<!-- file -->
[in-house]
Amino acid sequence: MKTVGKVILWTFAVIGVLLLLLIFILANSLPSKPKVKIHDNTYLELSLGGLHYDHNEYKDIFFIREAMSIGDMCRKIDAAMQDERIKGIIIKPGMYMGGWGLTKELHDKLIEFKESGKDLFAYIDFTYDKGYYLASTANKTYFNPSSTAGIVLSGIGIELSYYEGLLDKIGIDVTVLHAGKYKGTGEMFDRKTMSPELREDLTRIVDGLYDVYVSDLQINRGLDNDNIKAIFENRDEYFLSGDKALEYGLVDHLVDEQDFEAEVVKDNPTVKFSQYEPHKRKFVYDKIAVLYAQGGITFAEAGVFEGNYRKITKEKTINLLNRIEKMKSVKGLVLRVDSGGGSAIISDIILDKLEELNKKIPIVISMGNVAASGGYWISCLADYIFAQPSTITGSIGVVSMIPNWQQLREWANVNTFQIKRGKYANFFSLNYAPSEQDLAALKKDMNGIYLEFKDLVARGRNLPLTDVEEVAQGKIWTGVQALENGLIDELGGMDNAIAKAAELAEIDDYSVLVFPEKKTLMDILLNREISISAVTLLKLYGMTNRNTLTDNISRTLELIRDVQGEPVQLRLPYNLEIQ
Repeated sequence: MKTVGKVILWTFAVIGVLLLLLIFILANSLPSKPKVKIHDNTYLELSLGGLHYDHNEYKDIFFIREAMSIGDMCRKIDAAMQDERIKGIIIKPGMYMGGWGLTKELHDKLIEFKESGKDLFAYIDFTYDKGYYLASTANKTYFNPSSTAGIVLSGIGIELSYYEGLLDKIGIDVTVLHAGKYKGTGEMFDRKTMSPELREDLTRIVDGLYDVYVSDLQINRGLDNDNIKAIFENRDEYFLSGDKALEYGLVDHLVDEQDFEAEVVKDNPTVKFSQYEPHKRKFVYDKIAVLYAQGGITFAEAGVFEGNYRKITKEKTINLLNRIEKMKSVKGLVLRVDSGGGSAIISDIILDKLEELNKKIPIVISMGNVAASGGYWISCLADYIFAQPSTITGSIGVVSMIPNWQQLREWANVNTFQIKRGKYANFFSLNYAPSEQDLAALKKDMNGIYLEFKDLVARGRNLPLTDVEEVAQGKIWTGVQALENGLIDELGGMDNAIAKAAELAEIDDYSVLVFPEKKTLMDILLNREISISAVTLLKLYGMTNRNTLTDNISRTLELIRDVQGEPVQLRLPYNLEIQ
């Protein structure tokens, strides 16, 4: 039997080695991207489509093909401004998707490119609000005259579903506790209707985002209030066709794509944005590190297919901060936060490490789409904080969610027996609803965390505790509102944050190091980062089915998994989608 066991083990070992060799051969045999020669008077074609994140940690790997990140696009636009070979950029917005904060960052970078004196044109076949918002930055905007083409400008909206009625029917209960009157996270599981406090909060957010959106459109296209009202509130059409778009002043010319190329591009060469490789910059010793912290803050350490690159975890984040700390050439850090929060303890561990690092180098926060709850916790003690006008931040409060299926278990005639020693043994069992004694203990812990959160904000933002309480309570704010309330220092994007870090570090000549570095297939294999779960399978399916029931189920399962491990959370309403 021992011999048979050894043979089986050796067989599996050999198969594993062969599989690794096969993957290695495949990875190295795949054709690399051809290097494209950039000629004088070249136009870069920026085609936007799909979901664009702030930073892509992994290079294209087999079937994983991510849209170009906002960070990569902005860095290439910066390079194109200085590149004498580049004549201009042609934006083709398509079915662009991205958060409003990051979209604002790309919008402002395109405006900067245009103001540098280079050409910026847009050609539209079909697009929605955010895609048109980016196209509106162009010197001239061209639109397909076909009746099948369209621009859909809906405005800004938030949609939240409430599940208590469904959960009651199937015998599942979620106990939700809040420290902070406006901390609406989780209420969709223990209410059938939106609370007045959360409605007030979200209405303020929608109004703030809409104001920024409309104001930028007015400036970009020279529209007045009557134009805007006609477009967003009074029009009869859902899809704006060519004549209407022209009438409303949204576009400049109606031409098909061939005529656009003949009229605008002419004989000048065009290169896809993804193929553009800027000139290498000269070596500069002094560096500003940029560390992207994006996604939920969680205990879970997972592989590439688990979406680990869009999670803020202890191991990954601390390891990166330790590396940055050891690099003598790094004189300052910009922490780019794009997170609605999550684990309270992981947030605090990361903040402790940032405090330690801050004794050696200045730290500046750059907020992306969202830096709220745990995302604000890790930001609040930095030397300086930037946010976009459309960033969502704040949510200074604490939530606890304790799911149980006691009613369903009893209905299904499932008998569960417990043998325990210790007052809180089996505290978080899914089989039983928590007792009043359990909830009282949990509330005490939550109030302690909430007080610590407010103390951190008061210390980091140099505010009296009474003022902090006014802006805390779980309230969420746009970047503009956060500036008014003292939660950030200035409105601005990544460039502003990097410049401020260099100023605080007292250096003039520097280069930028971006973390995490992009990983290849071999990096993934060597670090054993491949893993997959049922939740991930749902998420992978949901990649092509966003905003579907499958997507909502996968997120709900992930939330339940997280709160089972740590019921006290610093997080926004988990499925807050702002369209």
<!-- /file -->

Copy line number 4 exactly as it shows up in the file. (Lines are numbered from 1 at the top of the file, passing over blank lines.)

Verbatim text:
């Protein structure tokens, strides 16, 4: 039997080695991207489509093909401004998707490119609000005259579903506790209707985002209030066709794509944005590190297919901060936060490490789409904080969610027996609803965390505790509102944050190091980062089915998994989608 066991083990070992060799051969045999020669008077074609994140940690790997990140696009636009070979950029917005904060960052970078004196044109076949918002930055905007083409400008909206009625029917209960009157996270599981406090909060957010959106459109296209009202509130059409778009002043010319190329591009060469490789910059010793912290803050350490690159975890984040700390050439850090929060303890561990690092180098926060709850916790003690006008931040409060299926278990005639020693043994069992004694203990812990959160904000933002309480309570704010309330220092994007870090570090000549570095297939294999779960399978399916029931189920399962491990959370309403 021992011999048979050894043979089986050796067989599996050999198969594993062969599989690794096969993957290695495949990875190295795949054709690399051809290097494209950039000629004088070249136009870069920026085609936007799909979901664009702030930073892509992994290079294209087999079937994983991510849209170009906002960070990569902005860095290439910066390079194109200085590149004498580049004549201009042609934006083709398509079915662009991205958060409003990051979209604002790309919008402002395109405006900067245009103001540098280079050409910026847009050609539209079909697009929605955010895609048109980016196209509106162009010197001239061209639109397909076909009746099948369209621009859909809906405005800004938030949609939240409430599940208590469904959960009651199937015998599942979620106990939700809040420290902070406006901390609406989780209420969709223990209410059938939106609370007045959360409605007030979200209405303020929608109004703030809409104001920024409309104001930028007015400036970009020279529209007045009557134009805007006609477009967003009074029009009869859902899809704006060519004549209407022209009438409303949204576009400049109606031409098909061939005529656009003949009229605008002419004989000048065009290169896809993804193929553009800027000139290498000269070596500069002094560096500003940029560390992207994006996604939920969680205990879970997972592989590439688990979406680990869009999670803020202890191991990954601390390891990166330790590396940055050891690099003598790094004189300052910009922490780019794009997170609605999550684990309270992981947030605090990361903040402790940032405090330690801050004794050696200045730290500046750059907020992306969202830096709220745990995302604000890790930001609040930095030397300086930037946010976009459309960033969502704040949510200074604490939530606890304790799911149980006691009613369903009893209905299904499932008998569960417990043998325990210790007052809180089996505290978080899914089989039983928590007792009043359990909830009282949990509330005490939550109030302690909430007080610590407010103390951190008061210390980091140099505010009296009474003022902090006014802006805390779980309230969420746009970047503009956060500036008014003292939660950030200035409105601005990544460039502003990097410049401020260099100023605080007292250096003039520097280069930028971006973390995490992009990983290849071999990096993934060597670090054993491949893993997959049922939740991930749902998420992978949901990649092509966003905003579907499958997507909502996968997120709900992930939330339940997280709160089972740590019921006290610093997080926004988990499925807050702002369209």